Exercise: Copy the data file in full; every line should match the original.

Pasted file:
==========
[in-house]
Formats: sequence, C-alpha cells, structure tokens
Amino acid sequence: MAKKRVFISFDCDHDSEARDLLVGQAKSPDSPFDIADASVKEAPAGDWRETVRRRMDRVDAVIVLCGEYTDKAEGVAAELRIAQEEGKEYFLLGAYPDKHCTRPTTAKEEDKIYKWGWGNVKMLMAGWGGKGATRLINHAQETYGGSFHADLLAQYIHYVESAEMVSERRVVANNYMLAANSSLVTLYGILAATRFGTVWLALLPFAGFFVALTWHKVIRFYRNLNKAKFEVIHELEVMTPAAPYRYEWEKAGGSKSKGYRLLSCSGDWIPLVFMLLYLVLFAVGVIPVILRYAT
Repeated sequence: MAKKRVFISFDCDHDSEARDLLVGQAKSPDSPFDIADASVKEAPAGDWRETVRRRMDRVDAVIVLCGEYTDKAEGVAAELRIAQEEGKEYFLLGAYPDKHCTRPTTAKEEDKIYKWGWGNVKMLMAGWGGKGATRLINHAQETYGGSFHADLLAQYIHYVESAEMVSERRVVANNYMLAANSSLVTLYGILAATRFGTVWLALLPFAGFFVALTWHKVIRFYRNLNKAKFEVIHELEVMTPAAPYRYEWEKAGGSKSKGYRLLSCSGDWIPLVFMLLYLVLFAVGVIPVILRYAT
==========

[in-house]
Formats: sequence, C-alpha cells, structure tokens
Amino acid sequence: MAKKRVFISFDCDHDSEARDLLVGQAKSPDSPFDIADASVKEAPAGDWRETVRRRMDRVDAVIVLCGEYTDKAEGVAAELRIAQEEGKEYFLLGAYPDKHCTRPTTAKEEDKIYKWGWGNVKMLMAGWGGKGATRLINHAQETYGGSFHADLLAQYIHYVESAEMVSERRVVANNYMLAANSSLVTLYGILAATRFGTVWLALLPFAGFFVALTWHKVIRFYRNLNKAKFEVIHELEVMTPAAPYRYEWEKAGGSKSKGYRLLSCSGDWIPLVFMLLYLVLFAVGVIPVILRYAT
Repeated sequence: MAKKRVFISFDCDHDSEARDLLVGQAKSPDSPFDIADASVKEAPAGDWRETVRRRMDRVDAVIVLCGEYTDKAEGVAAELRIAQEEGKEYFLLGAYPDKHCTRPTTAKEEDKIYKWGWGNVKMLMAGWGGKGATRLINHAQETYGGSFHADLLAQYIHYVESAEMVSERRVVANNYMLAANSSLVTLYGILAATRFGTVWLALLPFAGFFVALTWHKVIRFYRNLNKAKFEVIHELEVMTPAAPYRYEWEKAGGSKSKGYRLLSCSGDWIPLVFMLLYLVLFAVGVIPVILRYAT